Due to the mode of spawning exhibited by Hippocampus kuda (ovoviviparous brood pouch male parental care), fecundity is comparatively low compared to non-brood pouch spawning fishes and therefore its capacity for population growth is more limited than other species. As a result of the lack of broadcast spawning of pelagic eggs, dispersal of potential recruits is limited. Additionally, given the limited swimming abilities of seahorses, it is highly unlikely that rescue effects would occur from adjacent populations.
Concluding: I am somewhat concerned about the species future survival. CITES is allowing use and trade however those countries that are listed under the convention are allegedly strictly regulated and monitored – I don’t call ten tons per month from one South African company strict regulation. Countries that are importing/exporting must prove they have permits, however I don’t quite understand how this area of monitoring is working – which it clearly isn’t as the seahorse trade is colossal within many Asian countries and South Africa too.
Hippocampus kuda is listed as vulnerable in the National Red Data Books of Singapore and Thailand, and endangered in the Red Data Book of Viet Nam. In France it is illegal to import seahorses under the name H. kuda.
The future is bleak unfortunately and with trade so fanned out, and from what I have seen on my visits to Asia (increasing) I do honestly believe we’re going to be reporting extinctions in the ‘very near future.’ To date there are thirty two (32) identified species of seahorses. Ecologically, they are important in food chains, consuming tiny fish, small shrimp, and plankton, and being consumed by larger fish (such as tuna and rays) and crabs. So if we lose the seahorse we lose yet another vital source of food for endangered tuna species, rays, crabs, and even whales (Etc.)
Thank you for reading and please share to create awareness and to improve education.
Dr Jose C. Depre.
Environmental, Botanical & Human Scientist.
ENDANGERED SPECIES FRIDAY | EQUUS FERUS CABALLUS
This Fridays Endangered Species Post focuses on a sub species of the E. ferus that inhabits the plains of Namibia, Africa. Image: Klein-Aus Vista – E. F. Caballus.
The species (E. ferus) I believe was identified by Professor Carl Von Linnaeus back in 1758 of which identified quite a large number of horses to be precise, however the E. F. Caballus originates from around 1915. Carl Linnaeus born (23 May 1707 – 10 January 1778), also known after his ennoblement as Carl von Linné was a Swedish botanist, physician, and zoologist, who formalised the modern system of naming organisms called binomial nomenclature. He is known by the epithet “father of modern taxonomy”. Many of his writings were in Latin, and his name is rendered in Latin as Carolus Linnæus (after 1761 Carolus a Linné).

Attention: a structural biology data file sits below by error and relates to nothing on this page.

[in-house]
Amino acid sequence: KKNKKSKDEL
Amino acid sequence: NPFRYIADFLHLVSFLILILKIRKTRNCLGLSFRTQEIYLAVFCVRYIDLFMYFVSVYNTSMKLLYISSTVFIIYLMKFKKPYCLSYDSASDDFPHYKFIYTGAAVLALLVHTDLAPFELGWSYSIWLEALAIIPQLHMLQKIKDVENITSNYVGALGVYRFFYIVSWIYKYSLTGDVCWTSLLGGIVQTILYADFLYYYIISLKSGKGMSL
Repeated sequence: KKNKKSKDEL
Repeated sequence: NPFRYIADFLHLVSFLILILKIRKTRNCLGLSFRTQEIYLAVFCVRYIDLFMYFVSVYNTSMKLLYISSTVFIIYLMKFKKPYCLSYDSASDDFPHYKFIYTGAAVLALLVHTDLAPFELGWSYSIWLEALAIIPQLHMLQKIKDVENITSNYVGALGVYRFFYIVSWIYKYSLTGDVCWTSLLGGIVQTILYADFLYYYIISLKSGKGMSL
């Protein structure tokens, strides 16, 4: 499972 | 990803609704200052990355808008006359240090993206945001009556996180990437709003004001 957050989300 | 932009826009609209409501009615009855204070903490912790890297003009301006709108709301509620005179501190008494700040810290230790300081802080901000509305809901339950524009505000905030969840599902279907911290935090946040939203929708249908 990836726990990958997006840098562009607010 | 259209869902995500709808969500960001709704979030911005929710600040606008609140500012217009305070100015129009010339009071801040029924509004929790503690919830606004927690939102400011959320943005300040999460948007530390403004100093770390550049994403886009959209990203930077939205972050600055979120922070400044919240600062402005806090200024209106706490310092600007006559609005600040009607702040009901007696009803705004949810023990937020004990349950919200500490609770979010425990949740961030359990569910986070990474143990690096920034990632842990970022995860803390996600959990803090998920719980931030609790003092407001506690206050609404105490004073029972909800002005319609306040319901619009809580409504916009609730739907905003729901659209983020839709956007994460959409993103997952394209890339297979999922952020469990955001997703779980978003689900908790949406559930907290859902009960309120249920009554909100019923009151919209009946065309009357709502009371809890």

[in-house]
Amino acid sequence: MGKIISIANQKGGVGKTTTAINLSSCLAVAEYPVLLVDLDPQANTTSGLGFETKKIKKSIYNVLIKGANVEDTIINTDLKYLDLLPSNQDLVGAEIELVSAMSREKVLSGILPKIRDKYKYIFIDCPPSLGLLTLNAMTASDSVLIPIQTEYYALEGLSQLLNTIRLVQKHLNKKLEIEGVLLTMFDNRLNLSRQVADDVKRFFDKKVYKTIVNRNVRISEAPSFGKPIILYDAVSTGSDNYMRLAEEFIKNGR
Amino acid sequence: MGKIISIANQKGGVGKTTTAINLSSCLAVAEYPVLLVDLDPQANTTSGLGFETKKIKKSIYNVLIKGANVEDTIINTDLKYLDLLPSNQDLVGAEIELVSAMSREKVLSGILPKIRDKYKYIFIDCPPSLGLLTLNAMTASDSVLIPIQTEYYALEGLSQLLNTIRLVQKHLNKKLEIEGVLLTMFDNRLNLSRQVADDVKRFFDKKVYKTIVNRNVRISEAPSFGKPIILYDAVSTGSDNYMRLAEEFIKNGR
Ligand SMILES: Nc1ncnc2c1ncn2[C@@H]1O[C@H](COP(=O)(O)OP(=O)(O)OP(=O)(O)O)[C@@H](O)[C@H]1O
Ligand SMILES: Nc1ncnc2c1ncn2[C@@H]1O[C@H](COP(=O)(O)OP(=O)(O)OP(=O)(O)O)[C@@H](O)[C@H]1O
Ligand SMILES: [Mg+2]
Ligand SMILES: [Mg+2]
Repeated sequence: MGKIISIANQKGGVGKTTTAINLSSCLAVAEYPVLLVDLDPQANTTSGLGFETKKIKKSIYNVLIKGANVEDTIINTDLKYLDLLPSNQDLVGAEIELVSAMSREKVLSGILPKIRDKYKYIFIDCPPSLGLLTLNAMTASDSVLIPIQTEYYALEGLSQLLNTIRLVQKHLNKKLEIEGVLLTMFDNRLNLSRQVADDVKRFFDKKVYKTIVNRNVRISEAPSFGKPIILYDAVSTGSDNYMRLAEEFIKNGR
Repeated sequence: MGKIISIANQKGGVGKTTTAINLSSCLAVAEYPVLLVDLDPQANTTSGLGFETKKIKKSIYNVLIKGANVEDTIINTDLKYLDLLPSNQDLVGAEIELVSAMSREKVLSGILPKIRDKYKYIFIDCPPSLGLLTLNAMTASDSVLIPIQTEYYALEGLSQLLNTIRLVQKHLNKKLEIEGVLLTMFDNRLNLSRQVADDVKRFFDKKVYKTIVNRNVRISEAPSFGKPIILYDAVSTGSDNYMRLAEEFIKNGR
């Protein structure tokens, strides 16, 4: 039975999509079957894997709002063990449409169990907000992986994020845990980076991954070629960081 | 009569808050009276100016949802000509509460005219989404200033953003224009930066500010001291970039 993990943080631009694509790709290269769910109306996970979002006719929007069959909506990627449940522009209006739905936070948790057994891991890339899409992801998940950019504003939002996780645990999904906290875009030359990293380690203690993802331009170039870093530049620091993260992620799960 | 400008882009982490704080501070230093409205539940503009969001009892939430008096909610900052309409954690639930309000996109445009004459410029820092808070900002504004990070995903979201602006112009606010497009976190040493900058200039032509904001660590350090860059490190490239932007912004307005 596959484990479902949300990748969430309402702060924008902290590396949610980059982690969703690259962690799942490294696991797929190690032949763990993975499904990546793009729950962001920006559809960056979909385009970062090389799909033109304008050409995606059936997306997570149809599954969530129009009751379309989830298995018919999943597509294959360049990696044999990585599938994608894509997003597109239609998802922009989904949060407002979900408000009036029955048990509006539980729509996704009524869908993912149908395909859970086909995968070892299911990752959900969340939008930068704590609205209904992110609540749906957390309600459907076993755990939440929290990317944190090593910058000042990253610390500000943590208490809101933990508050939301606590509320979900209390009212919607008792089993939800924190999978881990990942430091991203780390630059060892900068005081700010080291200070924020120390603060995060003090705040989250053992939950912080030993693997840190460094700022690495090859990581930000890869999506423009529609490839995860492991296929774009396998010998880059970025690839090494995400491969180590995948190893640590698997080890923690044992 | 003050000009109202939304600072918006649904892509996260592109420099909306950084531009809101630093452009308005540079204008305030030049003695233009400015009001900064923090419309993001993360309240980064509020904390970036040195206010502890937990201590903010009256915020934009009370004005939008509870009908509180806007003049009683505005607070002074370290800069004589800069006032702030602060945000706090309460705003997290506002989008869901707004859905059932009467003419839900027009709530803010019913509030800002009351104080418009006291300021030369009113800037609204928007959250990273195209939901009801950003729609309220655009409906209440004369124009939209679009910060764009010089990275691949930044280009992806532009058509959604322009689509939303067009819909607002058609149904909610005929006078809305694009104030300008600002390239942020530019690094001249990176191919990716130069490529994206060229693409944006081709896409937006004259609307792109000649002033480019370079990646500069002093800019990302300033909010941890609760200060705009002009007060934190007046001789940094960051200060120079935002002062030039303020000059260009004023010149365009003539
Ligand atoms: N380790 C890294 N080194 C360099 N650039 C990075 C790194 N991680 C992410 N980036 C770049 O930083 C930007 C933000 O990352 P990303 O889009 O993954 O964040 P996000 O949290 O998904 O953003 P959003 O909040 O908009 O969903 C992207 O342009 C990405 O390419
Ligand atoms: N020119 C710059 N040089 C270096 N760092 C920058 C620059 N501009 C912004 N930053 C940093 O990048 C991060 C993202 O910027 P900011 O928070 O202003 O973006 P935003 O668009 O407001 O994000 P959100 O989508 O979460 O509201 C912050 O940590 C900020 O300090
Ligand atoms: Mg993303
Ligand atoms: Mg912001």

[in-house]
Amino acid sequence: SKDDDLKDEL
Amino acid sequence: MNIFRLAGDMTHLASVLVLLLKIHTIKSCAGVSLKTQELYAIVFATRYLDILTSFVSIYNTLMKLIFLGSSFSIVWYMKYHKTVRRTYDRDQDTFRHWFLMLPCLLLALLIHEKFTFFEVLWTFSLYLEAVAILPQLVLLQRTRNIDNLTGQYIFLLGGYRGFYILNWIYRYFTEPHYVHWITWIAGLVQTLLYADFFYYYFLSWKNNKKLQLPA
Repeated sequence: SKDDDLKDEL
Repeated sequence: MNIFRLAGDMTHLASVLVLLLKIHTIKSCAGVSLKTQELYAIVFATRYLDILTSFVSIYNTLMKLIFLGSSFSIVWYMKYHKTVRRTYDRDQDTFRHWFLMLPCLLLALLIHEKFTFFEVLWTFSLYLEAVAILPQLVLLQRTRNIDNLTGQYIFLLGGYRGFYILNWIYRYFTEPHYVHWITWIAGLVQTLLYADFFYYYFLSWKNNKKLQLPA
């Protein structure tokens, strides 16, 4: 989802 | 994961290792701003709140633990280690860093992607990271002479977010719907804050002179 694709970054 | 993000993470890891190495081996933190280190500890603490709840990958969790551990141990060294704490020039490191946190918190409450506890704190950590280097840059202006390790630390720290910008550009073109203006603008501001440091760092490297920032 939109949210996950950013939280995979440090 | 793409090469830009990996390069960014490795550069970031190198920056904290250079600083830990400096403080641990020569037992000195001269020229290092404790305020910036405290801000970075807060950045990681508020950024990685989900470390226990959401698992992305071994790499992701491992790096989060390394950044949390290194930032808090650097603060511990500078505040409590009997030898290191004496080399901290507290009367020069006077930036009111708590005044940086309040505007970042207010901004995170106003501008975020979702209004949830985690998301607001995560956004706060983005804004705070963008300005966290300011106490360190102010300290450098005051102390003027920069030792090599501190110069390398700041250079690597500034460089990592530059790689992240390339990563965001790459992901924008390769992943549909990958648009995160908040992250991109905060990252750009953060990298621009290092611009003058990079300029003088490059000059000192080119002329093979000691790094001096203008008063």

E. F. Caballus isn’t listed on the IUCN Red List that I myself can locate (although is endangered). From 1965 the species was listed as (incredibly rare). Then ‘sketchy reports’ state from 1986 to 1996 the species went completely extinct within the wild, there is no evidence to back this claim up though.
From 2008 the species was ‘allegedly’ re-discovered and listed as critically endangered (although as explained there is no criteria on the IUCN Red List relating to this sub-species). Come 2011 populations had somewhat increased slightly placing the species in the band of endangered?. The criteria relating to extinction I am currently looking into as I believe this report ‘could be incorrect’. There is certainly some image evidence (although not proven) that shows a species ‘identical to the Namibian horse’ during the so called extinction period from 1986-1996. However the sub-species has been reported on since the 1940’s.